Myocarditis, or inflammation of the heart muscle, is a rare disease that can cause heart failure. Every year, it causes the deaths of about 75 young athletes between the ages of 13 and 25, usually without warning, The Columbus Dispatch reports. Typically, myocarditis is caused by a viral infection, and it has been seen in patients who have recovered from COVID-19, sparking concern for student-athletes. But a new study from The Ohio State University could help determine when athletes infected by the coronavirus can safely return to action, despite fears of myocarditis.
Protocols for determining whether an athlete who had COVID-19 also has myocarditis include a clinical examination, an ultrasound, an electrocardiogram, and a blood test. The Ohio State study showed cardiac magnetic resonance imaging can also spot the inflammation when it’s not caught by the other methods. CMR imaging shows detailed images of the heart, the Dispatch reports, and can help doctors study the heart’s muscle structure to find tissue damage or the cause of heart failure.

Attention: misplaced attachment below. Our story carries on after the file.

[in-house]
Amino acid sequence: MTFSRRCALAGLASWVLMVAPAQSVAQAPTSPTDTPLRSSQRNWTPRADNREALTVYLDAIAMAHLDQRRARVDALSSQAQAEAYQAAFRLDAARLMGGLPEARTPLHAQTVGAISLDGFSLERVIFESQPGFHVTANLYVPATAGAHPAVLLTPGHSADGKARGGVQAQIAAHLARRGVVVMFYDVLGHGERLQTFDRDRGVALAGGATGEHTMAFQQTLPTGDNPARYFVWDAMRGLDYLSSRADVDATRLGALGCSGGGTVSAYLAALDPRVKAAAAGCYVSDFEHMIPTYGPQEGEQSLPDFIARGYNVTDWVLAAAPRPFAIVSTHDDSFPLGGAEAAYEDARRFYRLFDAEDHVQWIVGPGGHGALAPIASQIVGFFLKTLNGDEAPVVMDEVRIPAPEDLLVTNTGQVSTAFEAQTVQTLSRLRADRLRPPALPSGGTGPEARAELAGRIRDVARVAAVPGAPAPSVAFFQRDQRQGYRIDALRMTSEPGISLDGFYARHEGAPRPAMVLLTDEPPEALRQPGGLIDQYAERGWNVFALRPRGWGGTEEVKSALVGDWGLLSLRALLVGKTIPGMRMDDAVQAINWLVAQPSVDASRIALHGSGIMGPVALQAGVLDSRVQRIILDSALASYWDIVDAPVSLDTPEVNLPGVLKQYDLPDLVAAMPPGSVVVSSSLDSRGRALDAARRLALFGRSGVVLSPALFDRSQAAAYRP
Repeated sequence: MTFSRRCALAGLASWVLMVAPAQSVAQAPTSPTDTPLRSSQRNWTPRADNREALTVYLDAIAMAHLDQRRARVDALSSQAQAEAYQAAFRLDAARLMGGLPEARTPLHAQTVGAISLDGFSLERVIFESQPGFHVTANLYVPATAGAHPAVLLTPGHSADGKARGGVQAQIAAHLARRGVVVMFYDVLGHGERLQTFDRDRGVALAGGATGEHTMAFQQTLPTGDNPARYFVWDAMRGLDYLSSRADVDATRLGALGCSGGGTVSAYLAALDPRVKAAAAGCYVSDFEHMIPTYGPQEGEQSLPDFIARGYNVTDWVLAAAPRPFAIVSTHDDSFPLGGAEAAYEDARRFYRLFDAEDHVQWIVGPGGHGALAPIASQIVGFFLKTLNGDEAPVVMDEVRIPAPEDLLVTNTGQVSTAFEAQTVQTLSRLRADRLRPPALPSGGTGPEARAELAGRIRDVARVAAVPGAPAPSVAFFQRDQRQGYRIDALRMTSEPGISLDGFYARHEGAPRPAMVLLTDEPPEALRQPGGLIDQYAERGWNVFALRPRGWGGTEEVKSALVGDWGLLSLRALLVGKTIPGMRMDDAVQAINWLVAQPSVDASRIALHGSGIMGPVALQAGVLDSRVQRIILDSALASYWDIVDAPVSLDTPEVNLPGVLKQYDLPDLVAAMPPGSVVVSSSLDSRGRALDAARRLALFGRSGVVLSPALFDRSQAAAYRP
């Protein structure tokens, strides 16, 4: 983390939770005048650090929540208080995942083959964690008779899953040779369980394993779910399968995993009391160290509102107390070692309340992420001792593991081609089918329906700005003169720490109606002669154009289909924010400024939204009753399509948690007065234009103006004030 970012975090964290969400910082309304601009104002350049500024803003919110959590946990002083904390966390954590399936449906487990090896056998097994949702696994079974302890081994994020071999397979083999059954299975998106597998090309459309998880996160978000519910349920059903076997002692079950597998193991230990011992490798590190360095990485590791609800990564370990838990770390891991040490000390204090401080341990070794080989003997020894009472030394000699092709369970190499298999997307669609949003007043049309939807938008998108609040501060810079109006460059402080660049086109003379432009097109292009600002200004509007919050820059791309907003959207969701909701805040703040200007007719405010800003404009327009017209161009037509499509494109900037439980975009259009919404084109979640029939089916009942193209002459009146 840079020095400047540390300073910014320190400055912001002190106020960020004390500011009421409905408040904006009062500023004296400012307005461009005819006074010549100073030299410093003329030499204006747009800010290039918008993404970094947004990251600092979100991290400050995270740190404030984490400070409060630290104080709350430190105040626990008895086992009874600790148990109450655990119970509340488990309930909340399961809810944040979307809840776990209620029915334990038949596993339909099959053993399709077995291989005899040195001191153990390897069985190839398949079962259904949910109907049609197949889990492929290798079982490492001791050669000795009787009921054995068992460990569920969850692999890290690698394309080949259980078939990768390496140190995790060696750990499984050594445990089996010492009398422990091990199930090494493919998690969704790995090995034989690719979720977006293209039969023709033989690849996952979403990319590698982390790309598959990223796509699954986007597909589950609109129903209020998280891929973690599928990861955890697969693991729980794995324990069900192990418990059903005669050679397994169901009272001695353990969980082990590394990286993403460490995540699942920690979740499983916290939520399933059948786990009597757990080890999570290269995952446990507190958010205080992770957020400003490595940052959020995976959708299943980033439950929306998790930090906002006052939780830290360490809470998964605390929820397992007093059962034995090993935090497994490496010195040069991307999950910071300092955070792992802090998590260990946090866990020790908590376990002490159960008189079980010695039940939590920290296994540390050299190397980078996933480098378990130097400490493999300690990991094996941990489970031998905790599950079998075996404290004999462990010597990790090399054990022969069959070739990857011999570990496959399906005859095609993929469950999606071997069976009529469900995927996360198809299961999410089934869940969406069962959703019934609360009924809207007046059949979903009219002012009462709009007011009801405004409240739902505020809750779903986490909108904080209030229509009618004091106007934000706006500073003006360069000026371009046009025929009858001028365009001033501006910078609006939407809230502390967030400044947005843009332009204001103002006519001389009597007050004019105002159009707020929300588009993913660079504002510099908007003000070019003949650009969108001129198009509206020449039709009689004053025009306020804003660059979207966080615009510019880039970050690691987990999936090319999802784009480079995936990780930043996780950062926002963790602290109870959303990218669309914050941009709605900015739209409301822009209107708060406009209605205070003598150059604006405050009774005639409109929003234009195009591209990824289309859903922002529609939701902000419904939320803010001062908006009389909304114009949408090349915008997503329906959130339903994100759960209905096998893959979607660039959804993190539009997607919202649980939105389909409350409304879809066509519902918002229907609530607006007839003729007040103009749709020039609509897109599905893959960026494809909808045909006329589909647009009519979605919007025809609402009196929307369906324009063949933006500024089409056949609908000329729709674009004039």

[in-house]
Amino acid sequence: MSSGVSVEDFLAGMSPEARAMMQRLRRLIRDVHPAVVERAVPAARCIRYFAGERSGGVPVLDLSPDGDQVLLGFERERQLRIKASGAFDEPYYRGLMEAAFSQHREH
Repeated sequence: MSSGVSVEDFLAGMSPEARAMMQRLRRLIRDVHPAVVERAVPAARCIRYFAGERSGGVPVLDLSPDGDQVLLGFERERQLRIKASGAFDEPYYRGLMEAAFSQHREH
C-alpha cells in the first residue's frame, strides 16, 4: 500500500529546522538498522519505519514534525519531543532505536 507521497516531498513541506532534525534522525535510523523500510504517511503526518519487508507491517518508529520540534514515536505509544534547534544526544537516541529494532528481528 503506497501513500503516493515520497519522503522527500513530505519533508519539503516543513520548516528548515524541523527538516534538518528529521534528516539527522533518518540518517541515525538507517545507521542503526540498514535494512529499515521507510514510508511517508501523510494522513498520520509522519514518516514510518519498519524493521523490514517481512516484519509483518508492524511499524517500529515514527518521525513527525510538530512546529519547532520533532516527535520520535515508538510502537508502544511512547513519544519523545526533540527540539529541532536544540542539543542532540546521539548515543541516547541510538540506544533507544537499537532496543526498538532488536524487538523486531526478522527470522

Dr. Curt Daniels, a co-author of the study, said CMR imaging was able to differentiate between the patients who had evidence of myocarditis and those who did not “with the highest sensitivity” of the available diagnostic tools.
The study was small — researchers examined 26 male and female athletes who tested positive for COVID-19 (four were shown to have possible myocardial inflammation) — but Daniels said having that extra diagnostic method should “provide increased safety” that could set young athletes who contracted the virus on a path “to get back to playing” with fewer worries. Read more at The Columbus Dispatch.
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Coronavirus, Heart, Cardiology, Cardiac magnetic resonance imaging, Myocarditis, The Ohio State University
World news – GB – Cardiac MRI can identify coronavirus-linked heart inflammation, Ohio State study reveals